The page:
Port of Spain, Trinidad and Tobago: Halfway through my one-year assignment as international United Nations Volunteer in Trinidad and Tobago, the balance so far is definitively positive. I am in charge of managing a project to develop a National Corporate Social Responsibility (CSR) policy in collaboration with the Ministry of Trade, Industry and Investment. Yes, quite a mouthful and definitely quite a challenge.
At a professional level accepting this position gave me a lot to reflect upon. Is CSR just a way of legitimizing businesses to operate according to fair labour or non-corrupt practices on a voluntary basis? Is CSR just another way of reducing the responsibility of the government towards its constituents? Chances are that this text would have another author if that was the case.
I chose this volunteer assignment for the opportunity to significantly impact the lives of those with few opportunities.
I add emphasis to opportunity as true impact will happen when companies incorporate the notion of responsibility being not limited to their board. This could mean enhanced production, more skilled work force, better communities, and the list goes on.
In an aggregated effect, enabling corporations to go beyond business as usual can foster sustainable growth. Achieving such impact is of course bigger than my assignment, but it turns out that through this project we can trigger change.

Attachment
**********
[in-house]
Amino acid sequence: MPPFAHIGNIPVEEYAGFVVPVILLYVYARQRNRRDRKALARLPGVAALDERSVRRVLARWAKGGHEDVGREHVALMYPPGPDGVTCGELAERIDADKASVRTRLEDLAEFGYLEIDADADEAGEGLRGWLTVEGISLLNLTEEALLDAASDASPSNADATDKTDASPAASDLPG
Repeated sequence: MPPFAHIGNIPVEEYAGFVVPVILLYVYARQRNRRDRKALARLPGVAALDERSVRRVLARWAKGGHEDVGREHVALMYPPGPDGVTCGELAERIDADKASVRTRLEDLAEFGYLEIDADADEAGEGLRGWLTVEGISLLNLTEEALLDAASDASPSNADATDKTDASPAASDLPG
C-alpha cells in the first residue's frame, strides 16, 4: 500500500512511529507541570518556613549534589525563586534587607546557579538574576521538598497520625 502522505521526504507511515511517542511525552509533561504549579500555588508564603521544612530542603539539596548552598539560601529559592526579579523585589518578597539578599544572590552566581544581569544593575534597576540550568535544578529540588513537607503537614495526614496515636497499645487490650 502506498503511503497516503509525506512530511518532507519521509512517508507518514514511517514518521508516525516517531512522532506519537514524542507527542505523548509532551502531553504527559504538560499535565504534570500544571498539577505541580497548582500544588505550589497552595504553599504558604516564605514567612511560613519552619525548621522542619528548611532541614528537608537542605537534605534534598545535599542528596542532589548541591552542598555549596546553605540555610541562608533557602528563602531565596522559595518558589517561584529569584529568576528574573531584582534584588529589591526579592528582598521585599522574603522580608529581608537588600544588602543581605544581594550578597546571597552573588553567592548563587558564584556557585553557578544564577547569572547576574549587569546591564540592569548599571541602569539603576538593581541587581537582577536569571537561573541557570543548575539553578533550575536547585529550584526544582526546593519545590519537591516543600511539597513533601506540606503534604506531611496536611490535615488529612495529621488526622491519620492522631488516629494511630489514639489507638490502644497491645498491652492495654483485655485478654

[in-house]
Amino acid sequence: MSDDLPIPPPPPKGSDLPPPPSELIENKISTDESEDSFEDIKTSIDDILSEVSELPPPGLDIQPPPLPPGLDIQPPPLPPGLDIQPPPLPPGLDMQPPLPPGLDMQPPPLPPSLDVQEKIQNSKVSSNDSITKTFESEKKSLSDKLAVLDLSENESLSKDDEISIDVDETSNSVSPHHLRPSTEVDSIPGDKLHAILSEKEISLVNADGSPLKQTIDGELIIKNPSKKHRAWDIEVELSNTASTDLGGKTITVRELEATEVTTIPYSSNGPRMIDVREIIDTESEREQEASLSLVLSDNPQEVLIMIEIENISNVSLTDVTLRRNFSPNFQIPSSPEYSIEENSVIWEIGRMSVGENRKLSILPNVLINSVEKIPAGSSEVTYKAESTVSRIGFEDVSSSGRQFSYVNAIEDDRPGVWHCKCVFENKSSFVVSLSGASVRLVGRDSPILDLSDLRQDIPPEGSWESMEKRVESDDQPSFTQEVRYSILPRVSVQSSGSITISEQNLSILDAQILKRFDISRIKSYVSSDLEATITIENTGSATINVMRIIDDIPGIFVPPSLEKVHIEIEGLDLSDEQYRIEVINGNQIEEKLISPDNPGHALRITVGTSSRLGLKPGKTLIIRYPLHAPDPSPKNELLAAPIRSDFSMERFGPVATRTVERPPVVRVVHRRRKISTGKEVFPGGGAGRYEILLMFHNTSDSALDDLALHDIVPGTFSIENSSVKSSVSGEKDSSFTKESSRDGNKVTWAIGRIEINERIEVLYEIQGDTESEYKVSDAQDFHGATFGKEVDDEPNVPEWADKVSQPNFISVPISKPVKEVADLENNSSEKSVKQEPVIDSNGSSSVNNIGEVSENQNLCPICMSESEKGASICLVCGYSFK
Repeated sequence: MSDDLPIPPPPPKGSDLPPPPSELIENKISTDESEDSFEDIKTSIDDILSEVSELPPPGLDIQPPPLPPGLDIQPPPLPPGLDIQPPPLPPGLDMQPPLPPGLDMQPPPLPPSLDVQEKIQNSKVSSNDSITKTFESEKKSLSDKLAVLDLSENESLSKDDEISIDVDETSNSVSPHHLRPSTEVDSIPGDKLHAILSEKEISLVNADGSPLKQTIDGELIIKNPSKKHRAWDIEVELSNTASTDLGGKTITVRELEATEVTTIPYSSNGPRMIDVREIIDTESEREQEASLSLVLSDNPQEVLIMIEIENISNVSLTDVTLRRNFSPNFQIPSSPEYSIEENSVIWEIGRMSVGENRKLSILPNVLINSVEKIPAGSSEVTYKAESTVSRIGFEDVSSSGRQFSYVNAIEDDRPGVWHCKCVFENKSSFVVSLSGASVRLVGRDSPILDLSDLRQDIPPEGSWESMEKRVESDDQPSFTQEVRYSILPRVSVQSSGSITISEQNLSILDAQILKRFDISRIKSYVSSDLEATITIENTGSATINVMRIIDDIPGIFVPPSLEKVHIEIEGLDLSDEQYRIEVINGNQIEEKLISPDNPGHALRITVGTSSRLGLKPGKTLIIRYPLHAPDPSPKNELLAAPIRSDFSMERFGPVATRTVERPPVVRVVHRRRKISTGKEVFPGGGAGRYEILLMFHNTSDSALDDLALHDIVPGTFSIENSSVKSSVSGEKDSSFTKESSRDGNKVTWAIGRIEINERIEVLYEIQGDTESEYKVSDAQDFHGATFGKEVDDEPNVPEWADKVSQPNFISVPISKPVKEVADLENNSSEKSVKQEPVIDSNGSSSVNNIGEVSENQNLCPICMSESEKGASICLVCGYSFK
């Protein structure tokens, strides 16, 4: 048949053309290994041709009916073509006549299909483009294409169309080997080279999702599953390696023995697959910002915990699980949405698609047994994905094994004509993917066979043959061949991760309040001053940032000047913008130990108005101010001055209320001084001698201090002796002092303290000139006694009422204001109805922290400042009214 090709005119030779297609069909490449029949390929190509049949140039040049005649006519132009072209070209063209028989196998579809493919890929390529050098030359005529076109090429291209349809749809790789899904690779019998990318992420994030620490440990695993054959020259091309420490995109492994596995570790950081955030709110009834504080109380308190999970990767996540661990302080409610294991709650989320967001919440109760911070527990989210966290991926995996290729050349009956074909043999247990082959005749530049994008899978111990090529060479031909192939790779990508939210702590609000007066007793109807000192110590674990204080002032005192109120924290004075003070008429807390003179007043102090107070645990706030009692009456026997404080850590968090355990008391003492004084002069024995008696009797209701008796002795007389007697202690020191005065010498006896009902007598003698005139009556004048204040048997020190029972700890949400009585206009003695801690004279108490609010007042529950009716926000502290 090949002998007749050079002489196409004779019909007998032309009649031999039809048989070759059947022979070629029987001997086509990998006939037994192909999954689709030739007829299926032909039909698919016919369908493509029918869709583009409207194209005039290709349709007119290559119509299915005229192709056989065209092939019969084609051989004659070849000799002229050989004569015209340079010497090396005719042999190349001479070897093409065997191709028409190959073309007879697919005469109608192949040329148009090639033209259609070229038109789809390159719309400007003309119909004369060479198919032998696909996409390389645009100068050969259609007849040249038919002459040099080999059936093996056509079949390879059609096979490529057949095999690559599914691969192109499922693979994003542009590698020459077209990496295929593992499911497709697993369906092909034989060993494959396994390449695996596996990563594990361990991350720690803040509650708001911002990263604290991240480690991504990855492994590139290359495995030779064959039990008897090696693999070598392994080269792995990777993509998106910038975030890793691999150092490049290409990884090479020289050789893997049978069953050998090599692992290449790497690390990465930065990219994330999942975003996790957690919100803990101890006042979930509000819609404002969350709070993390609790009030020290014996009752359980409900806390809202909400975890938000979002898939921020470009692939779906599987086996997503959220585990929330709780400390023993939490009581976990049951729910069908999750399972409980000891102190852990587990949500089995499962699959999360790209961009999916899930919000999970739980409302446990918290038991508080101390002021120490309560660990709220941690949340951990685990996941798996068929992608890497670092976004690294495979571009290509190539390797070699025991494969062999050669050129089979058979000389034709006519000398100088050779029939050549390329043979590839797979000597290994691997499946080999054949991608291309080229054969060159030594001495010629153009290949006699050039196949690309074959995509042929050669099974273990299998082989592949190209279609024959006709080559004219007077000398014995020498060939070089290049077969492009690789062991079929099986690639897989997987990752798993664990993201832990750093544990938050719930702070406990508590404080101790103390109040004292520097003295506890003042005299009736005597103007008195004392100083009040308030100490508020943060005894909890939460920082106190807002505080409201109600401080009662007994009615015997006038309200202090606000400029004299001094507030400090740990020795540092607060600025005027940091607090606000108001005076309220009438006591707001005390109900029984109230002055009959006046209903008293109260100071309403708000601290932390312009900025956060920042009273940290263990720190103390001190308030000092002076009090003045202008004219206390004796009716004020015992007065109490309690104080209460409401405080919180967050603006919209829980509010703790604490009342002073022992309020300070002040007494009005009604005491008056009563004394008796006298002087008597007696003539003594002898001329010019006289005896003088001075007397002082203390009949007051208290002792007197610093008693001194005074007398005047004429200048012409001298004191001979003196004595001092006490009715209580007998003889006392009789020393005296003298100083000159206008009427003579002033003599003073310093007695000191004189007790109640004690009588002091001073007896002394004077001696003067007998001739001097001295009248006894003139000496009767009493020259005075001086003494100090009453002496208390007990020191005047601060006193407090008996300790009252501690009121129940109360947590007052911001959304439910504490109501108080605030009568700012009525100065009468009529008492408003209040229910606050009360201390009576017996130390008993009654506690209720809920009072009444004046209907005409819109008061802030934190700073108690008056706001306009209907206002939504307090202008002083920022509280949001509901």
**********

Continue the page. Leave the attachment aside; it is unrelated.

As with any policy exercise there is a great deal of work to be done. Research, interviews, discussions and management of different interests are all part of the day to day work “routine”. There is great buy-in from different sectors of society and it seems we are on the right track. It is also true that much of this effort will be invisible in the final policy draft but as discouraging as that can be no good policy has ever come out of a succinct, desktop-base policy process.
It’s also fair to say that an international United Nations Volunteer experience has more to it than the professional opportunity. It is a chance to experience reality in other countries beyond newspapers. For me it means experiencing that appendix some regional organizations like to add to their name – Latin America AND the Caribbean – as if it were one.
It is clear for me that the Caribbean is a world to itself, with a culture with much to offer and conditions that differ greatly from its close continental neighbours. That of course is not a call for distancing them, but perhaps integration efforts should not be built on geographical closeness but on the common desire to respect and value our identities.